Like the swallows returning to Capistrano, farmers markets all around the District of Columbia made their ritual spring appearance yesterday. The sudden profusion of local food opportunities brought to mind a recent essay by chef Dan Barber in the New York Times raising the possibility of local farms gaining a competitive advantage over industrial agriculture because of the spiking price of fuel.
With diesel more than $4 per gallon, Barber's thinking goes, locally produced lettuce will start to look cheap compared to the stuff trucked in 3,000 miles from California. Of course, we can't replace all that food at farmers markets. It could hardly be fuel efficient for individual farmers to all be driving their trucks hither and yon on Saturday mornings, dropping off crates of bok choy here and kohlrabi there. So what Barber envisions is "a system of well-coordinated regional farm networks, each suited to the food it can best grow."
"Farmers organized into marketing networks that can promote their common brands (like the Organic Valley Family of Farms in the Midwest) can ease the economic and ecological burden of food production and transportation," Barber writes. "They can also distribute their products to new markets, including poor communities that have relied mainly on food from convenience stores."
Ah, it's a grand vision. We who advocate local food, who subscribe to a CSA, who have our milk delivered from a local dairy, who frequent the farmers market and even grow our own produce--we are easily swept away by grandiose dreams of environmentally-friendly, community-minded agriculture. Then we visit the newly-opened farmers market down the street and are quickly brought back to earth.
This particular market first opened last year. It is situated in a highly desirable demographic area of upwardly-mobile, urban 20- and 30-somethings. Yet the spring opening was pretty underwhelming. There weren't more than a handful of vendors. There weren't many customers. The goods for sale looked sparse, and some of the items seemed to point up what I see as the extreme disconnect between these urban farmers markets and the average cook. For instance, who, exactly, is shopping for pea shoots at $9 a pound?
All of this will probably change, of course, when the tomatoes and summer squash, the brighly colored peppers and multiple varieties of eggplant, come into season. If this year is anything like last year, people will be lining up to bag their Brandywines and Green Zebras. But that precisely is one of the shortcomings of the local food system we have that makes is so difficult for me to embrace the vision of a food system painted by chef Barber as something that will actually happen any time soon.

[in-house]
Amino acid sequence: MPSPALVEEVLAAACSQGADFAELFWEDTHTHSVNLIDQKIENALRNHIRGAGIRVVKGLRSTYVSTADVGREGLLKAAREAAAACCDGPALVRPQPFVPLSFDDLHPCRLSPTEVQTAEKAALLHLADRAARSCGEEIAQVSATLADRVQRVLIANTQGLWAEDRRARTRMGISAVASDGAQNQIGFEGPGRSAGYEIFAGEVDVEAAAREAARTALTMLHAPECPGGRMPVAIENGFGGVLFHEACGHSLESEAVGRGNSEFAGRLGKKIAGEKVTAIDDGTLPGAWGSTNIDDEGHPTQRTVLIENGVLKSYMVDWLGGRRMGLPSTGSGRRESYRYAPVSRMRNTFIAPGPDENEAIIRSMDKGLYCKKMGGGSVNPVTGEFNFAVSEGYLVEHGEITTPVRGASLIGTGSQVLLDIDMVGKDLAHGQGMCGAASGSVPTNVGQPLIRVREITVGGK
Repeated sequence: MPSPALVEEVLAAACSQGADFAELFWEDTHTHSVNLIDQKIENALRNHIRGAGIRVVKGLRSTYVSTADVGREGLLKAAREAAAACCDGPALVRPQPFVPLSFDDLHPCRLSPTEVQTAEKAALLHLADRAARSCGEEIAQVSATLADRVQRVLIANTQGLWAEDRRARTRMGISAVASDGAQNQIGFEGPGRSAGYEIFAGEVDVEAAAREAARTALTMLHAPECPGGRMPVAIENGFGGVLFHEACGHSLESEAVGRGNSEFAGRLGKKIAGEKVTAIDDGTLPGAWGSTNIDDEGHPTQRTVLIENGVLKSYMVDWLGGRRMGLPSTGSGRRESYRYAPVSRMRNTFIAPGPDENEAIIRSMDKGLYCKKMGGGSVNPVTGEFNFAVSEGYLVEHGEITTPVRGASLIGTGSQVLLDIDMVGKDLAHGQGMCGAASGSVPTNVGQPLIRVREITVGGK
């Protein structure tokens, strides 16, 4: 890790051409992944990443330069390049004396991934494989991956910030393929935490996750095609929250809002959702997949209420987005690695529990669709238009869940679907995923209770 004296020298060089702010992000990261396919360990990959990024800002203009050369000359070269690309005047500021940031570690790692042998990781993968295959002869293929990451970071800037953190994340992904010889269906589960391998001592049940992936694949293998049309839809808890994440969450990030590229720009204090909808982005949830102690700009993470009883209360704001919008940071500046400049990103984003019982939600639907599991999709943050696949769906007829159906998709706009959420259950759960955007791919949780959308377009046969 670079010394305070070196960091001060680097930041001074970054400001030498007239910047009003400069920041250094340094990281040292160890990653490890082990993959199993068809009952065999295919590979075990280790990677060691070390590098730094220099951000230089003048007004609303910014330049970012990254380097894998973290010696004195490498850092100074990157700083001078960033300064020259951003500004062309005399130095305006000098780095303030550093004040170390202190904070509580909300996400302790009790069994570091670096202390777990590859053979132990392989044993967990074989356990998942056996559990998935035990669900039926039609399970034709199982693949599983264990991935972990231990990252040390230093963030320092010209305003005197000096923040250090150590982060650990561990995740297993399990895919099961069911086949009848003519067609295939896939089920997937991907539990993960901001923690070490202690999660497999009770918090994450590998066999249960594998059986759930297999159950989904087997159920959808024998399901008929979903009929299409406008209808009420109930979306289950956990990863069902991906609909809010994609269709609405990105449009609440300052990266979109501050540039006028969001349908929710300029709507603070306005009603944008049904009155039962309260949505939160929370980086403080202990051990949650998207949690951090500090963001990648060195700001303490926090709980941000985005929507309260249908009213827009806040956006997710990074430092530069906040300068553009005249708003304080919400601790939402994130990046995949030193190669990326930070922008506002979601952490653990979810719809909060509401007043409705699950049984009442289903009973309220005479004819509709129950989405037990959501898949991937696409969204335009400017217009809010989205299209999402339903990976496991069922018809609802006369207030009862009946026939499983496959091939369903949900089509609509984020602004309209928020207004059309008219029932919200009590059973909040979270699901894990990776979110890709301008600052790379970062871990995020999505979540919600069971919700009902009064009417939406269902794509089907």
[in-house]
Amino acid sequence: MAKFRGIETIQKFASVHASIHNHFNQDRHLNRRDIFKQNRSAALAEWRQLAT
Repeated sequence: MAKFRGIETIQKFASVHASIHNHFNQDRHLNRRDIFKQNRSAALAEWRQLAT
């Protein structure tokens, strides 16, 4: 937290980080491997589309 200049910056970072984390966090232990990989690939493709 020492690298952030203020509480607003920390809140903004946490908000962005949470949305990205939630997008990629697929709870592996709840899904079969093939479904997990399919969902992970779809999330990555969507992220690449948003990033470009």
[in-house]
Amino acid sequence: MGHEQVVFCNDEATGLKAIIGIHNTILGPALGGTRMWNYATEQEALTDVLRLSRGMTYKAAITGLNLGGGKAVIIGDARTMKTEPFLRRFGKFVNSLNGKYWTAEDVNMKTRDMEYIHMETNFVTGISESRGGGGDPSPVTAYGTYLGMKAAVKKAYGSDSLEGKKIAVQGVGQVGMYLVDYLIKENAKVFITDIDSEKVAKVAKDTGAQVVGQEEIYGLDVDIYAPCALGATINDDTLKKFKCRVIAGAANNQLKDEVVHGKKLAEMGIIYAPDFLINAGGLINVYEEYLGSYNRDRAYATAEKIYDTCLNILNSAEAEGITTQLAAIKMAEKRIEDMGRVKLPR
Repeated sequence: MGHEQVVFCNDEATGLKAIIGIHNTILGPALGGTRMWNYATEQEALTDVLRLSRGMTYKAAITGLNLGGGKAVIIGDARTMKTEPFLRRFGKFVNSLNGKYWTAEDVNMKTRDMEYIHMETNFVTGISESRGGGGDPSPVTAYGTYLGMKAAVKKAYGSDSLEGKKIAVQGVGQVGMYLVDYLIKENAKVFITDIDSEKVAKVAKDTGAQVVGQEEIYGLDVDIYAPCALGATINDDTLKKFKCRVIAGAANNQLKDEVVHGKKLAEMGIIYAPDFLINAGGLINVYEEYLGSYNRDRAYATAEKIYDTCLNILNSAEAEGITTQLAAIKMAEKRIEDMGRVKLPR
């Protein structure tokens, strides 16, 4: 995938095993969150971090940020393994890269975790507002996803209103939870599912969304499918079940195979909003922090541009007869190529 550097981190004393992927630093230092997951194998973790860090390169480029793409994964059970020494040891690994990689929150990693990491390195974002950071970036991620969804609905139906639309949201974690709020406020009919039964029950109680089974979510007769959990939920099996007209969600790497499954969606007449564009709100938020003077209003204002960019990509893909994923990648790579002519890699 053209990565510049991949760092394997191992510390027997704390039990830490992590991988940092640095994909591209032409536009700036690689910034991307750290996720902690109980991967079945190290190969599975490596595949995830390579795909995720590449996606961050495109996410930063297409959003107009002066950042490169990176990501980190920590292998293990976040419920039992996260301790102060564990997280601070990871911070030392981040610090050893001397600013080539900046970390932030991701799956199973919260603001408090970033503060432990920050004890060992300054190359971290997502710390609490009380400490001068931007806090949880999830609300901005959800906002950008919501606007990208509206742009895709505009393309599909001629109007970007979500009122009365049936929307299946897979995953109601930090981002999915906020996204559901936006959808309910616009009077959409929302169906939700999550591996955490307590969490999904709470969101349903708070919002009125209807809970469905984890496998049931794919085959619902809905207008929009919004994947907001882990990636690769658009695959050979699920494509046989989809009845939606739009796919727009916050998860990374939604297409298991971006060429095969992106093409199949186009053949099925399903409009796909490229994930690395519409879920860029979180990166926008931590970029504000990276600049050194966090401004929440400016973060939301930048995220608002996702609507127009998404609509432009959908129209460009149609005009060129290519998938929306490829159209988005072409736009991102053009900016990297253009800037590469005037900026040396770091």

When all is said and done, local agriculture--as much as we love and support it--still represents just a tiny fraction of the food required to feed this country. Most farmers markets are open only a few months out of the year, and then for only a few hours during the week. Most Americans do not have easy access to locally produced food, nor are they ready to swallow the prices that local farmers so often charge. And for the record, efforts to provide fresh produce to under-served and needy areas right here in the District of Columbia have been tried and failed. The people weren't buying. The farmers markets in poor neighborhoods closed.
Okay, let's say we move past farmers markets to "regional farm networks." Where do all the farms come from? Are we talking about farms on the land that used to be farmland but has since been paved over for housing developments and Jiffy Lubes and WalMarts? Or are we talking about the mega-farms currently engaged in growing commodity crops such as corn and wheat and soybeans converting to growing diversified fields of cabbage, beets and sweet potatoes?
And just what will these farm networks be providing in winter? Will we see hothouses springing up all over the landscape? Will we all be building are own cold cellars, fermenting our own sauerkraut, canning our own green beans and apple sauce?
Somehow, I don't see Americans buying into this voluntarily. Barber thinks that if only we could get consumers to think of spending their food dollars for "nutrient value" rather than just quantity, wholesome local produce would catch fire. Somehow, I don't see 100 years of conditioning by the corporate food juggernaut being so easily overturned by a cry for "nutrient value."
No, you'll have to excuse me for sounding like a cynic. This system of bad agriculture and bad food that we are saddled with has been in the making for a long time. It is firmly entrenched. It owns our federal government, and holds sway over every legislature in every state. Undoing it is going to be no easy task, and not something our current culture is ready to sign up for.
But there is the sound of heavy footsteps coming. Those fuel prices Barber mentioned could portend big changes. There are plenty of suburban lawns that could be turned into vegetable factories. Perhaps what Barber didn't want to say is that the day may not be too far off when growing food close to home isn't so much a choice, but a necessity. Maybe we should start getting ready.